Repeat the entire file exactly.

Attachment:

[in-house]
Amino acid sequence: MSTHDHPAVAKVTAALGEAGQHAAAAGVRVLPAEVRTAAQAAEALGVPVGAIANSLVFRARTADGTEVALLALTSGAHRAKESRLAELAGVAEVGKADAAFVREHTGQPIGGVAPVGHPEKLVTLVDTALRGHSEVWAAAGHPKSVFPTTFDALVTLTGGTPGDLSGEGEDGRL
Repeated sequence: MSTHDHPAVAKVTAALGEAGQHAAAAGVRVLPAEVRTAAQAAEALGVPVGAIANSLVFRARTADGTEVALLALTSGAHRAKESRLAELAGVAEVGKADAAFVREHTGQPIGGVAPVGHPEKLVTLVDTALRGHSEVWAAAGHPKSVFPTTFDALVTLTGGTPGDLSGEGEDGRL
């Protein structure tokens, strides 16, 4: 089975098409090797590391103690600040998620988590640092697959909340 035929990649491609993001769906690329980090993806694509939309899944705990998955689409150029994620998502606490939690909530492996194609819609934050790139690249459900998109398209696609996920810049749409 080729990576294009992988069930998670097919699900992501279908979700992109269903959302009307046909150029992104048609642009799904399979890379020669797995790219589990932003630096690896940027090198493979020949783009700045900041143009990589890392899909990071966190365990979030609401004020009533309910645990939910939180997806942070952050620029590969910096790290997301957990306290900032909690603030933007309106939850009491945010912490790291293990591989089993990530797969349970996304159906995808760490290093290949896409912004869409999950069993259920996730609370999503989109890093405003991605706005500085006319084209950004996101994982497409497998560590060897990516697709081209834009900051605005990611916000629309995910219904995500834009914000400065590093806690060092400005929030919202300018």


[in-house]
Amino acid sequence: MSTHDHPAVAKVTAALGEAGQHAAAAGVRVLPAEVRTAAQAAEALGVPVGAIANSLVFRARTADGTEVALLALTSGAHRAKESRLAELAGVAEVGKADAAFVREHTGQPIGGVAPVGHPEKLVTLVDTALRGHSEVWAAAGHPKSVFPTTFDALVTLTGGTPGDLSGEGEDGRL
Repeated sequence: MSTHDHPAVAKVTAALGEAGQHAAAAGVRVLPAEVRTAAQAAEALGVPVGAIANSLVFRARTADGTEVALLALTSGAHRAKESRLAELAGVAEVGKADAAFVREHTGQPIGGVAPVGHPEKLVTLVDTALRGHSEVWAAAGHPKSVFPTTFDALVTLTGGTPGDLSGEGEDGRL
């Protein structure tokens, strides 16, 4: 089975098409090797590391103690600040998620988590640092697959909340 035929990649491609993001769906690329980090993806694509939309899944705990998955689409150029994620998502606490939690909530492996194609819609934050790139690249459900998109398209696609996920810049749409 080729990576294009992988069930998670097919699900992501279908979700992109269903959302009307046909150029992104048609642009799904399979890379020669797995790219589990932003630096690896940027090198493979020949783009700045900041143009990589890392899909990071966190365990979030609401004020009533309910645990939910939180997806942070952050620029590969910096790290997301957990306290900032909690603030933007309106939850009491945010912490790291293990591989089993990530797969349970996304159906995808760490290093290949896409912004869409999950069993259920996730609370999503989109890093405003991605706005500085006319084209950004996101994982497409497998560590060897990516697709081209834009900051605005990611916000629309995910219904995500834009914000400065590093806690060092400005929030919202300018």